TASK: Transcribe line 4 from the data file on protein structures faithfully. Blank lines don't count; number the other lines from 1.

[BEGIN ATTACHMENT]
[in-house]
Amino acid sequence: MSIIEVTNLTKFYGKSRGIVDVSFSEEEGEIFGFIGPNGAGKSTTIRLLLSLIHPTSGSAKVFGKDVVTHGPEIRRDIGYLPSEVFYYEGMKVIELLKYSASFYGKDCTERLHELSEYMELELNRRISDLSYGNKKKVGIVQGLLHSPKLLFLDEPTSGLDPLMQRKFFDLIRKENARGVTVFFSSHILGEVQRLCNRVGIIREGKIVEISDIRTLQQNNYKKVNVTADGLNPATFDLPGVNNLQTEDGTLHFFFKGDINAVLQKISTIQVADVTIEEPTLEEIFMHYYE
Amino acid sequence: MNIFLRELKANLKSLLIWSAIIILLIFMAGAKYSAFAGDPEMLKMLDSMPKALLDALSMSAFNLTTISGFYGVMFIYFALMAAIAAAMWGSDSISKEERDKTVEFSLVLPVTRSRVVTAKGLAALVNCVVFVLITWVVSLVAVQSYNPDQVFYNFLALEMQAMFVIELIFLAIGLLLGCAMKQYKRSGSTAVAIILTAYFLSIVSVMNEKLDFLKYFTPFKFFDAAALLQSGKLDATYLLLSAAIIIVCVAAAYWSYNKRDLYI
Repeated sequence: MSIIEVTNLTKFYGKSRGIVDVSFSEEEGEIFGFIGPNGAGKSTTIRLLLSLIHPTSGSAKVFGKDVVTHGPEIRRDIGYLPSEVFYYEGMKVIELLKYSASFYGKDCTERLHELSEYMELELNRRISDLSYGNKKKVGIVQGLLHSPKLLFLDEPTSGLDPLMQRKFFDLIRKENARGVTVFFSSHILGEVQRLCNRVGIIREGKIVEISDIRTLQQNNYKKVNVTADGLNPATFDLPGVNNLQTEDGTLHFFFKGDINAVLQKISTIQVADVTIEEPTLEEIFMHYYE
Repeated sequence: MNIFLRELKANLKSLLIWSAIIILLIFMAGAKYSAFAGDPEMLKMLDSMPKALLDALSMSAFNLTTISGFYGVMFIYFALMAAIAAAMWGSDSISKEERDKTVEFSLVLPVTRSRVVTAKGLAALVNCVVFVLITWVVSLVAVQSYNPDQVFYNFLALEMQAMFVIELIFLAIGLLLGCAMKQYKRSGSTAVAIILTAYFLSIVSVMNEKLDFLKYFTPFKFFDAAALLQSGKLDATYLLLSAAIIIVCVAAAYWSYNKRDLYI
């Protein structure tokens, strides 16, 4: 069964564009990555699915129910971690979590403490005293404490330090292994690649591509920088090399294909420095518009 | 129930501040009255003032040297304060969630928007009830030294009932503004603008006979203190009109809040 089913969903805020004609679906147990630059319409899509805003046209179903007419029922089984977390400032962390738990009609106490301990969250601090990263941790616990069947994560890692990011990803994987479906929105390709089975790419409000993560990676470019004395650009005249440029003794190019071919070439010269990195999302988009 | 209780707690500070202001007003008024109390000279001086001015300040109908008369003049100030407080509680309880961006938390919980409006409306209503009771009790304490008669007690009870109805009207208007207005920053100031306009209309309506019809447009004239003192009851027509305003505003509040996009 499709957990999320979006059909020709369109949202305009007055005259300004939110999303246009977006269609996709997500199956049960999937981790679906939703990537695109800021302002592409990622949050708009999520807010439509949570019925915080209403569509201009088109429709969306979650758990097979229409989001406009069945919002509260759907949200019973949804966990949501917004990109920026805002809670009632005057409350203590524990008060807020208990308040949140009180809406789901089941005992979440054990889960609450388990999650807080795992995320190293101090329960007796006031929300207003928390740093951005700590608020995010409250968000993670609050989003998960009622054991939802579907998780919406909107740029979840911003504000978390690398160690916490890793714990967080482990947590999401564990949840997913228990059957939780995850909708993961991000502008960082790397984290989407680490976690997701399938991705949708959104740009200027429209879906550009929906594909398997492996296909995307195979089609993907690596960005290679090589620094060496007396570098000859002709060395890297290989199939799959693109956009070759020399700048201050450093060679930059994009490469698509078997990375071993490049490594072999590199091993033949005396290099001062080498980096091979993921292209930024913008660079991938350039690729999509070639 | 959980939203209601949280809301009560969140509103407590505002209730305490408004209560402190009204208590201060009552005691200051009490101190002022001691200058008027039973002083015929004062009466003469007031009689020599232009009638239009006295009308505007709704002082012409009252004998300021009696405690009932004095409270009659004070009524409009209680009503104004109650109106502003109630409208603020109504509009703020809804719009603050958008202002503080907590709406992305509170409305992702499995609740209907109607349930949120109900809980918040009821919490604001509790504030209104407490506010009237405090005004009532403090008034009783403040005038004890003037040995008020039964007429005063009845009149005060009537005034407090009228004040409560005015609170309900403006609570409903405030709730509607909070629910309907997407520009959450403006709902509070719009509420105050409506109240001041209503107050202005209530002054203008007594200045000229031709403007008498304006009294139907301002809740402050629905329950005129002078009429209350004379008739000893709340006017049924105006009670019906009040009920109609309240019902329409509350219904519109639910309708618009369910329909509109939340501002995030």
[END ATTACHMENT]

Repeated sequence: MSIIEVTNLTKFYGKSRGIVDVSFSEEEGEIFGFIGPNGAGKSTTIRLLLSLIHPTSGSAKVFGKDVVTHGPEIRRDIGYLPSEVFYYEGMKVIELLKYSASFYGKDCTERLHELSEYMELELNRRISDLSYGNKKKVGIVQGLLHSPKLLFLDEPTSGLDPLMQRKFFDLIRKENARGVTVFFSSHILGEVQRLCNRVGIIREGKIVEISDIRTLQQNNYKKVNVTADGLNPATFDLPGVNNLQTEDGTLHFFFKGDINAVLQKISTIQVADVTIEEPTLEEIFMHYYE